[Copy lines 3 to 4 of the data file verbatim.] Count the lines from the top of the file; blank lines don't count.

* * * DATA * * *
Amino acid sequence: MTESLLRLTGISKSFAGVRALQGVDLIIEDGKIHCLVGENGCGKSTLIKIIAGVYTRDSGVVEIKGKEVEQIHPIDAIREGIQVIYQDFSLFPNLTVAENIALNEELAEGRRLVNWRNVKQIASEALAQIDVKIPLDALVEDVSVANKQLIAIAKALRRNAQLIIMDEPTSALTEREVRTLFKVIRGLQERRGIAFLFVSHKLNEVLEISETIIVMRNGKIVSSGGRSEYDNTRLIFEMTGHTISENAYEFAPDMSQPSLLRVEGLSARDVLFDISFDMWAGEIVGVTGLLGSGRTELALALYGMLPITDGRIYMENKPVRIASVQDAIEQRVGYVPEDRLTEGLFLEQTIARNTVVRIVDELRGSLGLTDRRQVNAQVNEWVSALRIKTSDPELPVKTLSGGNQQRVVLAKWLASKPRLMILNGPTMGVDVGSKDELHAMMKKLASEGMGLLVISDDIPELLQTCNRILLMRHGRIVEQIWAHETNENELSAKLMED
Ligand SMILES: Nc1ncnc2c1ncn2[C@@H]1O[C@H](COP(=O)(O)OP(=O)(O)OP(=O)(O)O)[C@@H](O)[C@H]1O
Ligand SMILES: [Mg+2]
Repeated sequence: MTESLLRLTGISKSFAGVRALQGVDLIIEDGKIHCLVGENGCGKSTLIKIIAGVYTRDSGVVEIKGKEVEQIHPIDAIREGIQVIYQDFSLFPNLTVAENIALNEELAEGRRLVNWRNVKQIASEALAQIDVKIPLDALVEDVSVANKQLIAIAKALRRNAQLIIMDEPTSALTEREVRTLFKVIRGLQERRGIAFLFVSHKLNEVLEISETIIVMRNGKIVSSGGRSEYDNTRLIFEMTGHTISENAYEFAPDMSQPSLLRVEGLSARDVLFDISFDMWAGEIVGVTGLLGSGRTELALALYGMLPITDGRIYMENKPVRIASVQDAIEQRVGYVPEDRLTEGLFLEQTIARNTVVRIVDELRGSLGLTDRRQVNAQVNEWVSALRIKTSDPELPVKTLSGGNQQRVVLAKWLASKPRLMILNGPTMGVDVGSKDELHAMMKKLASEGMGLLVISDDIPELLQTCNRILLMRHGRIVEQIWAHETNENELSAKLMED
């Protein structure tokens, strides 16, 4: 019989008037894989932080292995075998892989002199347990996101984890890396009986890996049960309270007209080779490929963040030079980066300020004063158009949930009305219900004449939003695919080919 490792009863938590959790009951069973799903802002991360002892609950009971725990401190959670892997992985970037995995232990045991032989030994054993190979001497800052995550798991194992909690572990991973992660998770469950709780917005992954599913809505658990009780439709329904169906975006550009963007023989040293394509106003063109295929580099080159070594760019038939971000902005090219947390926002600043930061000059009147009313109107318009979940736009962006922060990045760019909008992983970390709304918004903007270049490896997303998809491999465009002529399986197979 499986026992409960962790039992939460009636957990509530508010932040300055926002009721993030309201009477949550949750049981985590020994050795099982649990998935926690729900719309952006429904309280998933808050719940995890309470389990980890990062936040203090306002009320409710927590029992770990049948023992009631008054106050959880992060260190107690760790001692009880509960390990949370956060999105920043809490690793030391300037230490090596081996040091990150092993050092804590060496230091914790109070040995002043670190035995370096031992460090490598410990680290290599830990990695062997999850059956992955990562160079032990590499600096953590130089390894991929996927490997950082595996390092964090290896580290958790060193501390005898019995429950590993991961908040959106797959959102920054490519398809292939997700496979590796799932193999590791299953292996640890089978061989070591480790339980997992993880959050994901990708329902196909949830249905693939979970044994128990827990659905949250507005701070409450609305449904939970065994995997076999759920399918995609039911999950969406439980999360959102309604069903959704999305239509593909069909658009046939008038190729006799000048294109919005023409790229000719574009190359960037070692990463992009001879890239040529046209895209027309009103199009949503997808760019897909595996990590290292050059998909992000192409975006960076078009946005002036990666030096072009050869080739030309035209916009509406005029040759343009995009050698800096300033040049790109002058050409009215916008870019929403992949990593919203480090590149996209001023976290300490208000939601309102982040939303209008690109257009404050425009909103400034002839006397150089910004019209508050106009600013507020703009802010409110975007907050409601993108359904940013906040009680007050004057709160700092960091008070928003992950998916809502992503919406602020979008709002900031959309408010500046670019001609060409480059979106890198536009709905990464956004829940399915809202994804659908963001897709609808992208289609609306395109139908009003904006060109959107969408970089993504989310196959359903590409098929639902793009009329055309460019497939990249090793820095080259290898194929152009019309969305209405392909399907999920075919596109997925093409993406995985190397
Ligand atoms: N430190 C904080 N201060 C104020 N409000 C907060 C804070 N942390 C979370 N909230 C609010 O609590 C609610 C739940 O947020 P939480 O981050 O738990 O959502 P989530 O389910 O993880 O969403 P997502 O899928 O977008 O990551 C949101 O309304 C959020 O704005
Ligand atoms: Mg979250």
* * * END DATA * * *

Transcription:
Ligand SMILES: [Mg+2]
Repeated sequence: MTESLLRLTGISKSFAGVRALQGVDLIIEDGKIHCLVGENGCGKSTLIKIIAGVYTRDSGVVEIKGKEVEQIHPIDAIREGIQVIYQDFSLFPNLTVAENIALNEELAEGRRLVNWRNVKQIASEALAQIDVKIPLDALVEDVSVANKQLIAIAKALRRNAQLIIMDEPTSALTEREVRTLFKVIRGLQERRGIAFLFVSHKLNEVLEISETIIVMRNGKIVSSGGRSEYDNTRLIFEMTGHTISENAYEFAPDMSQPSLLRVEGLSARDVLFDISFDMWAGEIVGVTGLLGSGRTELALALYGMLPITDGRIYMENKPVRIASVQDAIEQRVGYVPEDRLTEGLFLEQTIARNTVVRIVDELRGSLGLTDRRQVNAQVNEWVSALRIKTSDPELPVKTLSGGNQQRVVLAKWLASKPRLMILNGPTMGVDVGSKDELHAMMKKLASEGMGLLVISDDIPELLQTCNRILLMRHGRIVEQIWAHETNENELSAKLMED